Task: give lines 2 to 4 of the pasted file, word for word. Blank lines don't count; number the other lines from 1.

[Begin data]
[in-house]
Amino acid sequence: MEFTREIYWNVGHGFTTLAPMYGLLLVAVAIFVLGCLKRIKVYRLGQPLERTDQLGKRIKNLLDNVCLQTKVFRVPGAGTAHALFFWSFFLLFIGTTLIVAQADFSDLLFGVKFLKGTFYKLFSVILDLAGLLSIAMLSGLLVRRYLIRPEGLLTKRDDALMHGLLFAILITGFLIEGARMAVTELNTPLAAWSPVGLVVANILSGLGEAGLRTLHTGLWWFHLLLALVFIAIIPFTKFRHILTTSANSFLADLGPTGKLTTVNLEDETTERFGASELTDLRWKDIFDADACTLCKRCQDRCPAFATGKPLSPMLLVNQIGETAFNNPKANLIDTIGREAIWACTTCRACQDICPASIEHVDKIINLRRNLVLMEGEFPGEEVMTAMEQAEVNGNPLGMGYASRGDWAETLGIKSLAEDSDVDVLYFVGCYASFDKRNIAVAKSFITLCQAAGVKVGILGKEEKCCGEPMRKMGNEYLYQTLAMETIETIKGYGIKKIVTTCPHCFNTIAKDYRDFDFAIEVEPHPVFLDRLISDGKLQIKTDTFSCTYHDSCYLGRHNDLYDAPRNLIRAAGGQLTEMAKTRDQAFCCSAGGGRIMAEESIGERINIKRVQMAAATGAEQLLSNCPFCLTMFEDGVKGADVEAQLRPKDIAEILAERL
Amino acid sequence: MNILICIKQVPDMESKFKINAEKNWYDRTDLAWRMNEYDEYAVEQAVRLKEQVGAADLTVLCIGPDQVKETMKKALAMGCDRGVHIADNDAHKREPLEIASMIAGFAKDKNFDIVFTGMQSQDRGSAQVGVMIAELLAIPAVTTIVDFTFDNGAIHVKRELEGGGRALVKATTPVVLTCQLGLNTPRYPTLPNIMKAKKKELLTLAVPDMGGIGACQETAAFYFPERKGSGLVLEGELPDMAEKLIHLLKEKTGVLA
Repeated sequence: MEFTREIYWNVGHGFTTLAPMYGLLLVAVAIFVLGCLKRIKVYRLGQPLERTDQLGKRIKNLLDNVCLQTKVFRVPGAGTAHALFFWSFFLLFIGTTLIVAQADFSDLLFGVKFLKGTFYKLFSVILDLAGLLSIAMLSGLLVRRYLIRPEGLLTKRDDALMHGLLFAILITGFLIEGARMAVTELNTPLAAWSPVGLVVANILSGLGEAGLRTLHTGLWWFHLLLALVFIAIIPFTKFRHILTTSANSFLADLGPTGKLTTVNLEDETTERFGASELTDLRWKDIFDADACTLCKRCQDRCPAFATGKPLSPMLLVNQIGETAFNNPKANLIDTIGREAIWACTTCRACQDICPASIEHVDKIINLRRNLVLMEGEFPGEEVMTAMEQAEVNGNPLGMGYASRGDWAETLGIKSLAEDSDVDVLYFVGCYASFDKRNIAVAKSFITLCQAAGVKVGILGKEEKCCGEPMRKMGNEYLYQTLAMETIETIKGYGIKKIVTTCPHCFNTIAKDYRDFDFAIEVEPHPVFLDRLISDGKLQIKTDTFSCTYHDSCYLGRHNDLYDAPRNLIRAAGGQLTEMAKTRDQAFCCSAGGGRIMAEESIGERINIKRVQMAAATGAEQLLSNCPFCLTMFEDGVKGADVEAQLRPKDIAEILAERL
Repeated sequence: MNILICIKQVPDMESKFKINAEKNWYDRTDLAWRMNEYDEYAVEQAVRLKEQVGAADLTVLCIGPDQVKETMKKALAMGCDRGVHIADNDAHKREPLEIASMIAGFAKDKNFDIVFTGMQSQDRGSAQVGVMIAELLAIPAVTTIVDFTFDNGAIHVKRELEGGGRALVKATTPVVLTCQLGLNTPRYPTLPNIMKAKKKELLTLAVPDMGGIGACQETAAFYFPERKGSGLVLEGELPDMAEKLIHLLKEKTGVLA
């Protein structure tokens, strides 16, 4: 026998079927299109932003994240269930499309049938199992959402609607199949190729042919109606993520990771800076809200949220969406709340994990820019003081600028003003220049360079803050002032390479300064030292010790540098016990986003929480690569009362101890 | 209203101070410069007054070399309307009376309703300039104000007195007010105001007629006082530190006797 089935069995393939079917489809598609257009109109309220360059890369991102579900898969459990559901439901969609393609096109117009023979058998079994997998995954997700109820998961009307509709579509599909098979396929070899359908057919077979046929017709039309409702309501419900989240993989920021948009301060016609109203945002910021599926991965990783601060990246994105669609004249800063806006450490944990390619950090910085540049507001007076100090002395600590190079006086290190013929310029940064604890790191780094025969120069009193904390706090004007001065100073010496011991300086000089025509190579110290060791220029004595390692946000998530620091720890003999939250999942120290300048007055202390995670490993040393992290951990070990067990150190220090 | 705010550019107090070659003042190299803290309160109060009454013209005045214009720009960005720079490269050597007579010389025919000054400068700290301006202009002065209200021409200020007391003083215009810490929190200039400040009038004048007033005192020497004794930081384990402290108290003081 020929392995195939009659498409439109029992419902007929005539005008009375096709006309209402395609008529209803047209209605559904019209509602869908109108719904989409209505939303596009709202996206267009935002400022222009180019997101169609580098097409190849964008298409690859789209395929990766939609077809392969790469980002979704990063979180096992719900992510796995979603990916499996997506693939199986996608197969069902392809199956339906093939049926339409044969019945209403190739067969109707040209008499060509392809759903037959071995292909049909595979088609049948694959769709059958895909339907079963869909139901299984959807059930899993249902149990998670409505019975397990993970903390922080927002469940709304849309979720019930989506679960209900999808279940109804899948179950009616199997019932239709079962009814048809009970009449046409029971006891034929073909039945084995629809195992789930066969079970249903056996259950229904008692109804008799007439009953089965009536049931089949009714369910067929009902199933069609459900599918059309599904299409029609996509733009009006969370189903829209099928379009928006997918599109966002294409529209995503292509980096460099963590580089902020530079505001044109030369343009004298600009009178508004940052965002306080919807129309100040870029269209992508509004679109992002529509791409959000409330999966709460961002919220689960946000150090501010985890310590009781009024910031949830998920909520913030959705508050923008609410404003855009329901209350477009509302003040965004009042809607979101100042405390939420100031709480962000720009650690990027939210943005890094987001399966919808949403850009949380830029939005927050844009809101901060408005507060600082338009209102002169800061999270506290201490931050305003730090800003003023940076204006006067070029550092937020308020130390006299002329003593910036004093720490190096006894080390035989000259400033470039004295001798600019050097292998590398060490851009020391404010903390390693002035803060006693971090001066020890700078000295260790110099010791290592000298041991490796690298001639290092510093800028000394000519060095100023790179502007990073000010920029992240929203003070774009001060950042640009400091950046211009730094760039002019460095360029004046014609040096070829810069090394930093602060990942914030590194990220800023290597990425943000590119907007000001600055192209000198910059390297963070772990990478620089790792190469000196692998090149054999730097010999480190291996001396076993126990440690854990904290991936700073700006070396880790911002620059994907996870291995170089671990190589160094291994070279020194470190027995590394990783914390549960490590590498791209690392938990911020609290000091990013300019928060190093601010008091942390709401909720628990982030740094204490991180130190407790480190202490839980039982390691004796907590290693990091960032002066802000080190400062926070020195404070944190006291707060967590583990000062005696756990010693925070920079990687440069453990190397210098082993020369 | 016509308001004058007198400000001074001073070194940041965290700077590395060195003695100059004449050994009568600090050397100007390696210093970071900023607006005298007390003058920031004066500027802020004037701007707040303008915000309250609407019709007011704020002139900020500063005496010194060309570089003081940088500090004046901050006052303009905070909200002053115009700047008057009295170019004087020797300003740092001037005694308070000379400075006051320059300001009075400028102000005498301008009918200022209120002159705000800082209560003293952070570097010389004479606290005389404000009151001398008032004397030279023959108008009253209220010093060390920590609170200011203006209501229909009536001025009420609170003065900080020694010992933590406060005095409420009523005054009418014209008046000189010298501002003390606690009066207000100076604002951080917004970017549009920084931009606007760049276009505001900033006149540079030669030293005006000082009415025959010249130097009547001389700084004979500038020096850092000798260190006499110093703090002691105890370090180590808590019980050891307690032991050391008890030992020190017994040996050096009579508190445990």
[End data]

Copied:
Amino acid sequence: MEFTREIYWNVGHGFTTLAPMYGLLLVAVAIFVLGCLKRIKVYRLGQPLERTDQLGKRIKNLLDNVCLQTKVFRVPGAGTAHALFFWSFFLLFIGTTLIVAQADFSDLLFGVKFLKGTFYKLFSVILDLAGLLSIAMLSGLLVRRYLIRPEGLLTKRDDALMHGLLFAILITGFLIEGARMAVTELNTPLAAWSPVGLVVANILSGLGEAGLRTLHTGLWWFHLLLALVFIAIIPFTKFRHILTTSANSFLADLGPTGKLTTVNLEDETTERFGASELTDLRWKDIFDADACTLCKRCQDRCPAFATGKPLSPMLLVNQIGETAFNNPKANLIDTIGREAIWACTTCRACQDICPASIEHVDKIINLRRNLVLMEGEFPGEEVMTAMEQAEVNGNPLGMGYASRGDWAETLGIKSLAEDSDVDVLYFVGCYASFDKRNIAVAKSFITLCQAAGVKVGILGKEEKCCGEPMRKMGNEYLYQTLAMETIETIKGYGIKKIVTTCPHCFNTIAKDYRDFDFAIEVEPHPVFLDRLISDGKLQIKTDTFSCTYHDSCYLGRHNDLYDAPRNLIRAAGGQLTEMAKTRDQAFCCSAGGGRIMAEESIGERINIKRVQMAAATGAEQLLSNCPFCLTMFEDGVKGADVEAQLRPKDIAEILAERL
Amino acid sequence: MNILICIKQVPDMESKFKINAEKNWYDRTDLAWRMNEYDEYAVEQAVRLKEQVGAADLTVLCIGPDQVKETMKKALAMGCDRGVHIADNDAHKREPLEIASMIAGFAKDKNFDIVFTGMQSQDRGSAQVGVMIAELLAIPAVTTIVDFTFDNGAIHVKRELEGGGRALVKATTPVVLTCQLGLNTPRYPTLPNIMKAKKKELLTLAVPDMGGIGACQETAAFYFPERKGSGLVLEGELPDMAEKLIHLLKEKTGVLA
Repeated sequence: MEFTREIYWNVGHGFTTLAPMYGLLLVAVAIFVLGCLKRIKVYRLGQPLERTDQLGKRIKNLLDNVCLQTKVFRVPGAGTAHALFFWSFFLLFIGTTLIVAQADFSDLLFGVKFLKGTFYKLFSVILDLAGLLSIAMLSGLLVRRYLIRPEGLLTKRDDALMHGLLFAILITGFLIEGARMAVTELNTPLAAWSPVGLVVANILSGLGEAGLRTLHTGLWWFHLLLALVFIAIIPFTKFRHILTTSANSFLADLGPTGKLTTVNLEDETTERFGASELTDLRWKDIFDADACTLCKRCQDRCPAFATGKPLSPMLLVNQIGETAFNNPKANLIDTIGREAIWACTTCRACQDICPASIEHVDKIINLRRNLVLMEGEFPGEEVMTAMEQAEVNGNPLGMGYASRGDWAETLGIKSLAEDSDVDVLYFVGCYASFDKRNIAVAKSFITLCQAAGVKVGILGKEEKCCGEPMRKMGNEYLYQTLAMETIETIKGYGIKKIVTTCPHCFNTIAKDYRDFDFAIEVEPHPVFLDRLISDGKLQIKTDTFSCTYHDSCYLGRHNDLYDAPRNLIRAAGGQLTEMAKTRDQAFCCSAGGGRIMAEESIGERINIKRVQMAAATGAEQLLSNCPFCLTMFEDGVKGADVEAQLRPKDIAEILAERL